The photographs of Yamamoto Masao are expansive to the mind, even as they are utterly reductive to the eye. They are straightforward, even taxonomic in their informational clarity, and yet they leave room for interpretation.
Their subjects derive from geology and botany, but they easily dialogue with spirituality and poetry.
In his newest work, "Shizuka=Cleanse," at Craig Krull, Yamamoto photographs stones and tree branches as isolated, sculptural forms against dark, indeterminate grounds. The images are mounted on aluminum and unframed, presented with pristine purity.
A gorgeous collection of the Japanese photographer's earlier work, mostly landscapes, hangs in a gallery apart from the new pieces and reinforces the sense of distillation in "Shizuka." One smooth-skinned chunk of wood evokes the sensual dips and rises of a torso on its side. Stones are dimpled, cratered, pitted or smooth. One suggests a face with sunken cheek. Another looks lunar. Others evoke pure movement: leap, stretch, twist.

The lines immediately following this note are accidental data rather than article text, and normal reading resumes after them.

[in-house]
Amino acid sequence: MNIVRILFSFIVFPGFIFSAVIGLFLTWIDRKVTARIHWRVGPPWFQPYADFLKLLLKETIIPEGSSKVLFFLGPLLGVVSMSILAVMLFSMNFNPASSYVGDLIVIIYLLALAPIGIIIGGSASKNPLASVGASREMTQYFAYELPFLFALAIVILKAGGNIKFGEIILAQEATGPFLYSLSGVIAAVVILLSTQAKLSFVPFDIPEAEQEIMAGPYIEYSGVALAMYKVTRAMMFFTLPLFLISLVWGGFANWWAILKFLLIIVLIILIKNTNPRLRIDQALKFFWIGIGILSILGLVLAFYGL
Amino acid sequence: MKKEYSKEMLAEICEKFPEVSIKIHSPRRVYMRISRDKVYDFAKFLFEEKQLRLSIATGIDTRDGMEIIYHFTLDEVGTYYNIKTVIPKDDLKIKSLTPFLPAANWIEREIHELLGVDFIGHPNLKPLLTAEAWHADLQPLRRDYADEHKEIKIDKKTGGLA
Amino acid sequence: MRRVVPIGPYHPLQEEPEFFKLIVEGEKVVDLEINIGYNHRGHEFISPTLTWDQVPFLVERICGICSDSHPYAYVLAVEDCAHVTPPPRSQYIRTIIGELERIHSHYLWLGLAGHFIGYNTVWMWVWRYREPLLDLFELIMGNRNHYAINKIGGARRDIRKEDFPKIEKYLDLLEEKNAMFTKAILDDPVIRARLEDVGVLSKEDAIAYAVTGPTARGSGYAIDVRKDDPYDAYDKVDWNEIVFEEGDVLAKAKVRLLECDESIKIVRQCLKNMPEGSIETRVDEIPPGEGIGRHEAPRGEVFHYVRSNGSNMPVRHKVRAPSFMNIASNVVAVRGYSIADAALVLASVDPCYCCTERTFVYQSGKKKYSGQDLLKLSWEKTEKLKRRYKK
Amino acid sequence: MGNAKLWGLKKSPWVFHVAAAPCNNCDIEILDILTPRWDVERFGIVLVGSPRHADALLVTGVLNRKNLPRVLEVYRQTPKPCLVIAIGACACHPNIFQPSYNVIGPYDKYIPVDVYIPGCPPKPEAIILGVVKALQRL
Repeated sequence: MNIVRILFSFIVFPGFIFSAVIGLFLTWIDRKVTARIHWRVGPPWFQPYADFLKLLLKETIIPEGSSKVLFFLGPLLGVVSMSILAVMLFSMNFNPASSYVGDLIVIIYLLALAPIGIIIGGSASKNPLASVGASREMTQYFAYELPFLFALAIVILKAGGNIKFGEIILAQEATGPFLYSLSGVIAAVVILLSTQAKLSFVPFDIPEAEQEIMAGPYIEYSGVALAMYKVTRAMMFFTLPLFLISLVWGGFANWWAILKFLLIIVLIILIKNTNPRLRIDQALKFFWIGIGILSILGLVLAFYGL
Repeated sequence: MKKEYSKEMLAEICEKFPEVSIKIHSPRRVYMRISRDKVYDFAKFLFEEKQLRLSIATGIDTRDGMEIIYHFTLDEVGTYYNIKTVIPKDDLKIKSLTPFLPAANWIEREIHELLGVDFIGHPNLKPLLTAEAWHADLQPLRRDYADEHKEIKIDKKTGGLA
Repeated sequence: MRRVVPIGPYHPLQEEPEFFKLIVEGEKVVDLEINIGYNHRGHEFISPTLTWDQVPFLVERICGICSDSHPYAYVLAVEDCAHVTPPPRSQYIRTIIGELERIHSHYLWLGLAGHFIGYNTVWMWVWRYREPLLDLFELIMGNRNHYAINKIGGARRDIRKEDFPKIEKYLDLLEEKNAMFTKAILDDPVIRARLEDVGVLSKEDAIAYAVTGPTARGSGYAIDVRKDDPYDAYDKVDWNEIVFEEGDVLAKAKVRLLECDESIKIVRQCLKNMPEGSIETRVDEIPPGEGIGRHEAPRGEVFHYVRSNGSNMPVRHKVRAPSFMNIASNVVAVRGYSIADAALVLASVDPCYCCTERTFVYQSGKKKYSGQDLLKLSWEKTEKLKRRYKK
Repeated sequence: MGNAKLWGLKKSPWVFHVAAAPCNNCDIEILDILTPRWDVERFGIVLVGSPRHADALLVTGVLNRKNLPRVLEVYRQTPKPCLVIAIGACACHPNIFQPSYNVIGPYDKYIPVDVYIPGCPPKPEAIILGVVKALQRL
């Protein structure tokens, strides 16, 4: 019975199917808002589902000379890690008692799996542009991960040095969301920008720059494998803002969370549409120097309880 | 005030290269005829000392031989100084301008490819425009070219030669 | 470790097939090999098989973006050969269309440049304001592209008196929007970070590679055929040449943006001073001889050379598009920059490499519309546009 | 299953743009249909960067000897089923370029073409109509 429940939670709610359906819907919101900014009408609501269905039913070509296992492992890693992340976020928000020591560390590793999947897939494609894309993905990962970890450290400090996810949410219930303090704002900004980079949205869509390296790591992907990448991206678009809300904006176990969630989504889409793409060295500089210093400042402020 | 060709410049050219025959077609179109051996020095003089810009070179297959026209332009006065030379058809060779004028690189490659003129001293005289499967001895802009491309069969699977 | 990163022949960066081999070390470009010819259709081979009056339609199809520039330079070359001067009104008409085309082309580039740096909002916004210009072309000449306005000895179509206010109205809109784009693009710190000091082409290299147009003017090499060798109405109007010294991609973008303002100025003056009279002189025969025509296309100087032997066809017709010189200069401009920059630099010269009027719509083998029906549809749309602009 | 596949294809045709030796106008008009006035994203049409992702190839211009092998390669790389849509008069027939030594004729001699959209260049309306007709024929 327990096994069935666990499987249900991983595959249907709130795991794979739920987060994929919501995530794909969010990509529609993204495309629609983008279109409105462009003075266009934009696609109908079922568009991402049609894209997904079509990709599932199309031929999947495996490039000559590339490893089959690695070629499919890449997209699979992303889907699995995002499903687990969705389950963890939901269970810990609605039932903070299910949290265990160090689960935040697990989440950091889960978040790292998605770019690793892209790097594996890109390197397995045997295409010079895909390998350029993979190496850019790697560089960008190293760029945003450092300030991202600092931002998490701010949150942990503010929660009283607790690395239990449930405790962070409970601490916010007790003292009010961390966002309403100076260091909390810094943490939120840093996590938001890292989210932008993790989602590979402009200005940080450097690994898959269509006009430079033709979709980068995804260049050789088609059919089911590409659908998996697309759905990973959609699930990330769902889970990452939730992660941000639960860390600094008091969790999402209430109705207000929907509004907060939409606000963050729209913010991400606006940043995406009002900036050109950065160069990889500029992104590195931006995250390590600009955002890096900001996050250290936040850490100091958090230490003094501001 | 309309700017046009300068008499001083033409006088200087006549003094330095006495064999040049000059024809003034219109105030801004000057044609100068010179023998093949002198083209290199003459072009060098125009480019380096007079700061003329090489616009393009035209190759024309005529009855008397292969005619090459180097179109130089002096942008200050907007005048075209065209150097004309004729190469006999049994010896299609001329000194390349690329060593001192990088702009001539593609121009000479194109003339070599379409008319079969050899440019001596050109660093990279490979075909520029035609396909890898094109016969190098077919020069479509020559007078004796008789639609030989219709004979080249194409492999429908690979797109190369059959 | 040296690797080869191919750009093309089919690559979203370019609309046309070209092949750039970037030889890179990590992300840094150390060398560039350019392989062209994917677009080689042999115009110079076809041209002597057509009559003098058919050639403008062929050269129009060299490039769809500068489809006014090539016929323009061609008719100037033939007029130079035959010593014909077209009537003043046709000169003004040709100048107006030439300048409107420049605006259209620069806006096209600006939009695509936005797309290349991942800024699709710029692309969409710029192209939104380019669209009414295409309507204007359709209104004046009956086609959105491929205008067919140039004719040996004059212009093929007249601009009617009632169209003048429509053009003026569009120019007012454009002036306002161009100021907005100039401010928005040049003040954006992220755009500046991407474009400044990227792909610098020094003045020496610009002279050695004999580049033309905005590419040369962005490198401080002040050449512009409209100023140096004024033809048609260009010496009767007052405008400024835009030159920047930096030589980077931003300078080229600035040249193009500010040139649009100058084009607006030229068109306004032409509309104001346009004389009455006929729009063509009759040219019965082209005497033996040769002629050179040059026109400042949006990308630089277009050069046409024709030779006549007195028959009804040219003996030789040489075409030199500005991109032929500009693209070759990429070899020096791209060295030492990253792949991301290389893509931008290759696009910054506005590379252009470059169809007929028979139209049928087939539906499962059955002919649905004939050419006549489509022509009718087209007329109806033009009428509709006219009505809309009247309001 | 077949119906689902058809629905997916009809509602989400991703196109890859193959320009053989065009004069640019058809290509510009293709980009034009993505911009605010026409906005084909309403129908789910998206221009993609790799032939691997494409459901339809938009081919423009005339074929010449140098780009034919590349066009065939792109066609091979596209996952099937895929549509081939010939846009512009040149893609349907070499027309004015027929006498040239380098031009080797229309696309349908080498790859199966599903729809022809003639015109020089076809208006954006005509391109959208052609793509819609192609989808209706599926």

Yamamoto plays up these associations in titles that refer to literal corollaries, likening a stone all in shadow but for its illuminated tip to Mt. Fuji, and a multi-pronged branch to the mythical figure of Pegasus. These labels are slightly intrusive, acting to close down meditation upon the subject rather than opening it up. Considering the images for their grace, texture and form alone is plenty, and reveals the continuity between the particular and the universal, matter and spirit.
Craig Krull Gallery, Bergamot Station, 2525 Michigan Ave., Santa Monica, (310) 828-6410, through April 5. Closed Sunday and Monday. www.craigkrullgallery.comCopyright © 2015, Los Angeles Times